cortisol and aldosteron n.
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Cortisol and Aldosteron

Cortisol and Aldosteron

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Cortisol and Aldosteron

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  1. CortisolandAldosteron

  2. Two hypothalamic peptides are the principal regulators of pituitary ACTH release , corticotropin releasing hormone (CRH) and arginine vasopressin. They act independently and synergistically. • CRH is a 41 A.A peptide secreted by the paraventicular nucleus which acts via the cAMP second messenger system . • AVP is a 9 A.A peptide synthesized by both the supraoptic and paraventicular nuclei , which acts by altering intracellular calcium ion channels . • Negative feedback by cortisol reduces the action of both CRH and AVP .

  3. ACTH • ACTH is part of the 241 A.A precursor molecule proopiomelanocortin (POMC) . • POMC is unusual as a hormone precursor in that it is cleaved to release several hormonally active peptides including the endorphins and melanocyte stimulating hormones . POMC is normally only produced by the pituitary gland but it may also be produced in large quantities by certain malignancies giving rise to ectopic ACTH syndrome.

  4. ACTH itself is comprised of 39 A.A with the biological activity residing in the N-terminal 24 moieties . ACTH . It transported unbound in plasma. It has a half-life of about 10 minutes and is unstable in plasma . ACTH stimulates the synthesis and release of glucocorticoid hormones by interacting with cell surface receptors on the adrenal cortex that stimulate the production of intracellular cAMP . Acute increases in the adrenal synthesis of cortisol occur with 3 minutes , principally by stimulating the activity of cholesterol esterase.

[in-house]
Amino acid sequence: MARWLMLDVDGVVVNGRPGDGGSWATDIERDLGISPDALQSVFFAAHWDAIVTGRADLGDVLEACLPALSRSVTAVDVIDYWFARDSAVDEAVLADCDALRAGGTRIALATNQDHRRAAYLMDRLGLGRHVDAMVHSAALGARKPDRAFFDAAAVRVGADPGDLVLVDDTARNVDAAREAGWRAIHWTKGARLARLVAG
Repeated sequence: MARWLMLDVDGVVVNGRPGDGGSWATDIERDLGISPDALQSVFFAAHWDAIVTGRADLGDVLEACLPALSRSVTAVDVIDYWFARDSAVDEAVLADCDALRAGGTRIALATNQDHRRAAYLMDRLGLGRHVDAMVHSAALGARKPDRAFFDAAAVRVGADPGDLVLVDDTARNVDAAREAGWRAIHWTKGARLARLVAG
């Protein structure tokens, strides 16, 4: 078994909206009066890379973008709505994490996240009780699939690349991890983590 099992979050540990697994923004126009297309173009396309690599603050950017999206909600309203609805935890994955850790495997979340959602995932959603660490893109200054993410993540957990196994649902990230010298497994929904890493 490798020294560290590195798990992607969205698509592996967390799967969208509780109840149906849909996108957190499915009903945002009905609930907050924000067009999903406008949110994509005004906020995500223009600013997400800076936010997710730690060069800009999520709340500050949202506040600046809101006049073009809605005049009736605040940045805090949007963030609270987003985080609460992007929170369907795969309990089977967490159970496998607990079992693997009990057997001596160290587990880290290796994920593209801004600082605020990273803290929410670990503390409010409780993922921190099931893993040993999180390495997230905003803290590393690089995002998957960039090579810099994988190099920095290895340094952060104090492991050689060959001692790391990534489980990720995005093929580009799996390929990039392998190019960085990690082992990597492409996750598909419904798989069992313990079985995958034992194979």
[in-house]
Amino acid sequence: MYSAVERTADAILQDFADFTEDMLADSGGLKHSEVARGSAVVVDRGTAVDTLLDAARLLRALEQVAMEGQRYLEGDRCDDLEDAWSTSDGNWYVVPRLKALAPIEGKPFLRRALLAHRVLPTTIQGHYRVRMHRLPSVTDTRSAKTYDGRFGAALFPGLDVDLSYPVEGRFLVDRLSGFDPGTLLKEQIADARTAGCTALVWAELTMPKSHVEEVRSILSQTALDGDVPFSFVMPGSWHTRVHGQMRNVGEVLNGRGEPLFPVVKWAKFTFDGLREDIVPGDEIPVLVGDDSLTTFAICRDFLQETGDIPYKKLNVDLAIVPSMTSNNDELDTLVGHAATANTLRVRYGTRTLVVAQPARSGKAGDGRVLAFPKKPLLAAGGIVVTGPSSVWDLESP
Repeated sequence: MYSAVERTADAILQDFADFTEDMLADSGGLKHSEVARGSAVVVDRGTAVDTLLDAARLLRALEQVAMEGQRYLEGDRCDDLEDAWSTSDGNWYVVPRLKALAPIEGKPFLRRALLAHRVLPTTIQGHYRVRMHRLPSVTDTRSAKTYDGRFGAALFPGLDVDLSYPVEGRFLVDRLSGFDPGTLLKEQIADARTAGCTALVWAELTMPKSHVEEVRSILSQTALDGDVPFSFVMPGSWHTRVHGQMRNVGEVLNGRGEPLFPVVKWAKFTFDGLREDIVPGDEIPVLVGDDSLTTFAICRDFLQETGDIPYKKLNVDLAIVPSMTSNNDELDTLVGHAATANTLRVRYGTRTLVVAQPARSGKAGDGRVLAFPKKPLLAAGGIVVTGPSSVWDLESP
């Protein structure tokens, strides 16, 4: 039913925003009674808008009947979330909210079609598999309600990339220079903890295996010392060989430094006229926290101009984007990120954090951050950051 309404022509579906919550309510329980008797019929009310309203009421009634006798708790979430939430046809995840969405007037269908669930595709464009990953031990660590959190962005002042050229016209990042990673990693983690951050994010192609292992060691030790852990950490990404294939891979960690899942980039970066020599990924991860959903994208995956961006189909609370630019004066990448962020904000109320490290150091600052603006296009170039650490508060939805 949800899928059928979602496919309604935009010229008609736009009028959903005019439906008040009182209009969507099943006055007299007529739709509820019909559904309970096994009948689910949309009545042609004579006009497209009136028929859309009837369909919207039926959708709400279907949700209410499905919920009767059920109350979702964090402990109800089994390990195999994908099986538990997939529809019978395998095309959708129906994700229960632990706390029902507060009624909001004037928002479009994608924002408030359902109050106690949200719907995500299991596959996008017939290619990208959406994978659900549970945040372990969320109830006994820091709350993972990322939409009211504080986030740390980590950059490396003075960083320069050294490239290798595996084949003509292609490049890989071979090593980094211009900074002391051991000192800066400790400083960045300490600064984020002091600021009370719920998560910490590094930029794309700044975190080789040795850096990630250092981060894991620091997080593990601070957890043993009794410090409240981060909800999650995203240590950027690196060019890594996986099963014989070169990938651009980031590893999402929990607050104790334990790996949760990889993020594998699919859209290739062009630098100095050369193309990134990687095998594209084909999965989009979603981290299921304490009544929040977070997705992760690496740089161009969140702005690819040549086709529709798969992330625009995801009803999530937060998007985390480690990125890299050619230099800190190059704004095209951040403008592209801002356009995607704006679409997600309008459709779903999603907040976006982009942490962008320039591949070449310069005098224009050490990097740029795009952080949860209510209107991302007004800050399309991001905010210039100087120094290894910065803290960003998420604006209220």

5. Chronic effects of ACTH include induction of transcription of the genes that encode steroidogenic enzymes and other factors • Fast feedback alters the release of hypothalamic CRH and CRH-mediated secretion of ACTH . Slow feedback results from reduced synthesis of CRH and AVP plus suppression of POMC gene transcription , which results in reduced ACTH synthesis .

  6. Biosynthesis of cortisol • Cortisol is the major glucocorticoid synthesized in man in the inner two zones of the adrenal cortex under the direct controle of pituitary ACTH. • Cholesterol is the precursors for all steroid hormones synthesis. Cleavage of the cholesterol side chain liberates the so-called C-21 corticosteriods, further side chain cleavage yields the C-19 androgens and aromatization of the A ring result in the C-18 estrogens.

  7. The biosynthesis of cortisol depends on stimulation by pituitary ACTH hormone which binds to its plasma membrane receptor and cause hydrolysis of cholesterol esters stored in lipid droplets and activation the enzyme desmolase (cytochrome P450 monoxygenase system) which is the rate limiting enzyme. • Approximately 95% of cortisol in plasma is bound to protein, mainly CBG. As cortisol concentration rises, the percentage of free cortisol also rise, indicating that CBG binding is saturable. Cortisol has a half-life in plasma of about 100 minutes. Cortisol is metabolized in the liver and other organs by a combination of reduction.